FDA Proposes New Requirements For Animal Food Labels

The FDA is taking public comment on a proposal for require animal food labels to list color additives.

The U.S. Food and Drug Administration (FDA) has proposed a rule that would require manufacturers to list the common or usual names of FDA-certified color additives on animal food labels. The agency is accepting public comment on the proposal until Feb. 22, 2010.

As published in the Nov. 23 issue of the Federal Register, the proposed rule would amend the FDA’s animal food regulations to add a new paragraph detailing how the common names of FDA-certified color additives used in animal foods, including animal feed and pet food, should be declared in the ingredient list. The proposed rule also suggests appropriate terminology for declaring certification-exempt color additives on the animal food labels.

According to the FDA, the proposed rule is in response to the Nutrition Labeling and Education Act of 1990. The act amended the Federal Food, Drug, and Cosmetic Act to require, among other things, the common or usual names of all FDA-certified color additives to be listed on food labels. Although the 1990 amendments apply both to human and animal foods, the regulations pertaining to animal foods have yet to be issued.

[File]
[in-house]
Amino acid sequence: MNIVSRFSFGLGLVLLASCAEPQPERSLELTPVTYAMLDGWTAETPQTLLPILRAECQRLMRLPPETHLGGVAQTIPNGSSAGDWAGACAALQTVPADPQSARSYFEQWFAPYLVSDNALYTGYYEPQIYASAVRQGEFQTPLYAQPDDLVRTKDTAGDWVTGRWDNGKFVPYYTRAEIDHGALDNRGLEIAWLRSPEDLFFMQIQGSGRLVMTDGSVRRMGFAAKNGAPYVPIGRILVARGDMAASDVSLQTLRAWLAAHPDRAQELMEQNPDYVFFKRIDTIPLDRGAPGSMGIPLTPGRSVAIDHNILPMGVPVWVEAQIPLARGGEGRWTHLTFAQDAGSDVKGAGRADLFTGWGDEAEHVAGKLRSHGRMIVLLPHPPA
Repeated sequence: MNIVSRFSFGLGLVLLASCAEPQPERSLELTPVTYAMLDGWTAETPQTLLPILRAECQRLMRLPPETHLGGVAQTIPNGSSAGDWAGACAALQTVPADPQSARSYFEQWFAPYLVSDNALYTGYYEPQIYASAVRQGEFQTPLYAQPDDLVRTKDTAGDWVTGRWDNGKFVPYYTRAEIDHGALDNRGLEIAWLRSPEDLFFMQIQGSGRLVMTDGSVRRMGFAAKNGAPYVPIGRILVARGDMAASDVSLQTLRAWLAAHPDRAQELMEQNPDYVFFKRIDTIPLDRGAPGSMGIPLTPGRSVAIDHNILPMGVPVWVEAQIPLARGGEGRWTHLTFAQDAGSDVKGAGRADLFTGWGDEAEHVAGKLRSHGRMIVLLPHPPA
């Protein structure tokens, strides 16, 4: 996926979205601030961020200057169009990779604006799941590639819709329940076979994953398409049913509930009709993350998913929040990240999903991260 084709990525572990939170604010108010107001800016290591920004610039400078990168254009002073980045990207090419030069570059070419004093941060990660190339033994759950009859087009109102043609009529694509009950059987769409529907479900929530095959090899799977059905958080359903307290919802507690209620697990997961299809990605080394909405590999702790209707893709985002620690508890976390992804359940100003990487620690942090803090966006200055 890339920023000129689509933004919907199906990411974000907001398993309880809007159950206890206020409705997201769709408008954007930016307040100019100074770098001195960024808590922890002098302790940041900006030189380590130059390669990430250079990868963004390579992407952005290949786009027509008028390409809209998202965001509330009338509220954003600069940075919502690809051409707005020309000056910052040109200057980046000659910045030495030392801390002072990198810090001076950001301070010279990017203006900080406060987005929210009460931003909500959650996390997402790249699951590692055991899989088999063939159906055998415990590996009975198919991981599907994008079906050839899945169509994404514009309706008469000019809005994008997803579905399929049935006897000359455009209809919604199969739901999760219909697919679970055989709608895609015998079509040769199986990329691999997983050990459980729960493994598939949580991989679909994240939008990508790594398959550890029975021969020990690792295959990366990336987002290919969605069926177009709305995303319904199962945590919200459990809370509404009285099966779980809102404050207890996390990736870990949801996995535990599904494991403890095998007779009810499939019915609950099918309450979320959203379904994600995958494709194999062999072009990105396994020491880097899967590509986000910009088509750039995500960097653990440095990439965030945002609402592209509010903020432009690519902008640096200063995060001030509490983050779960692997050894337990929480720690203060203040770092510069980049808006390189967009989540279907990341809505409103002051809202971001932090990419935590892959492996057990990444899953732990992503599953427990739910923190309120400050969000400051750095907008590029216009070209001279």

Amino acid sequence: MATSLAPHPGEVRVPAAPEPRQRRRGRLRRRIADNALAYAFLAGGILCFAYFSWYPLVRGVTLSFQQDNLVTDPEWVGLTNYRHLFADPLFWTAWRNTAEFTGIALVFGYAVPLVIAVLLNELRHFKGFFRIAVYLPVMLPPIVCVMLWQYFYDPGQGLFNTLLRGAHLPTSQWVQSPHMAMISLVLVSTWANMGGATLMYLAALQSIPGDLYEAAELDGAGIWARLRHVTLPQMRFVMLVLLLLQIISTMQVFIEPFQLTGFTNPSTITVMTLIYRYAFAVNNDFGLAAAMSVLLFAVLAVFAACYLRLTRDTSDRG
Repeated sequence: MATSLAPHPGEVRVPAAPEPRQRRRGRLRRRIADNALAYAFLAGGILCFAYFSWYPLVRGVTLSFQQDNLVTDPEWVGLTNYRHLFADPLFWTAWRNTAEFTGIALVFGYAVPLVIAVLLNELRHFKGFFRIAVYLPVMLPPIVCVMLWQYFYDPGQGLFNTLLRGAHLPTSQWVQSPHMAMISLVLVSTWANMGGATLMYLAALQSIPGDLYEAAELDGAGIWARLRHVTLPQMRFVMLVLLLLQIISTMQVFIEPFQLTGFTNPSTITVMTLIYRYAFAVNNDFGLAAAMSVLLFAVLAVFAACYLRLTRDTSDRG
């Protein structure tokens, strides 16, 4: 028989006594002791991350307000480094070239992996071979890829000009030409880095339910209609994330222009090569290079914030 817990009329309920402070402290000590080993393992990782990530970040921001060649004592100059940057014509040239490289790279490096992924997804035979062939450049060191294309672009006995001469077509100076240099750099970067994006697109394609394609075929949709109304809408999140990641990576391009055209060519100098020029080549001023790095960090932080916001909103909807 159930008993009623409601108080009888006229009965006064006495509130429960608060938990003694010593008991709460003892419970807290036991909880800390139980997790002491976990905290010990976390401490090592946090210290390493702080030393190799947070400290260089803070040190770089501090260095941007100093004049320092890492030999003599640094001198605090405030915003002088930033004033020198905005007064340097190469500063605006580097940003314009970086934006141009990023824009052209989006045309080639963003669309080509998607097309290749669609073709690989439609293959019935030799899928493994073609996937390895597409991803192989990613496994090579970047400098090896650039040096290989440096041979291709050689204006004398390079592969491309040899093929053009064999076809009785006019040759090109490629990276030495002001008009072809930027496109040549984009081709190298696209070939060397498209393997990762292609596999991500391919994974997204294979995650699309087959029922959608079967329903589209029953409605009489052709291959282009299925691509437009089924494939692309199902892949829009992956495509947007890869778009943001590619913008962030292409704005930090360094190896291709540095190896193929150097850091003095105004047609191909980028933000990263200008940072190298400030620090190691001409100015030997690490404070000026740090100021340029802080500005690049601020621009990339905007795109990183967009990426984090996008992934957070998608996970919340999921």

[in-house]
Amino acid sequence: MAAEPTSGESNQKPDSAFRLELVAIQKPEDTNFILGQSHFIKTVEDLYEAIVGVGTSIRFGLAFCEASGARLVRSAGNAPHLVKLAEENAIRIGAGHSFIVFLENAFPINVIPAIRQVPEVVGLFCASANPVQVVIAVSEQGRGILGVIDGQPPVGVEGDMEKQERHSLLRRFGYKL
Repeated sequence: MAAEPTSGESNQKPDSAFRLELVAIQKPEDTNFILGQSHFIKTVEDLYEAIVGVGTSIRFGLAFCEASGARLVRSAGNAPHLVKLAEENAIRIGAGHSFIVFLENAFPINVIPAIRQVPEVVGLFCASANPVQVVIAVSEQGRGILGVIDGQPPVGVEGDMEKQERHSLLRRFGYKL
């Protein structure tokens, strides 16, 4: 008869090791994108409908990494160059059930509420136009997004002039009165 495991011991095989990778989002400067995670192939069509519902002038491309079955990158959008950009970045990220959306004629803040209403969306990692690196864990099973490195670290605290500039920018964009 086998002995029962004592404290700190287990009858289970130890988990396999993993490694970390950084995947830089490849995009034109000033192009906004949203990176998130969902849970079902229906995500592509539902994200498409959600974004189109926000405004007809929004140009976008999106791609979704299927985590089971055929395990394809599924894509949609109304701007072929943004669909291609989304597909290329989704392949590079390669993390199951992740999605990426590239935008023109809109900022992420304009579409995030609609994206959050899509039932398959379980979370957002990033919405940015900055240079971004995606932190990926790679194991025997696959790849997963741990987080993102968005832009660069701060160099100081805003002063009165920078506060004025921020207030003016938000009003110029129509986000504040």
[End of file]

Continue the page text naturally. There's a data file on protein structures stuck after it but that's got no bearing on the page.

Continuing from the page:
Click here to view the proposed rule in its entirety or submit a comment electronically.

Written submissions can be sent via fax at 301–827–6870 or mailed/hand delivered to Division of Dockets Management (HFA–305), Food and Drug Administration, 5630 Fishers Lane, rm. 1061, Rockville, MD 20852.


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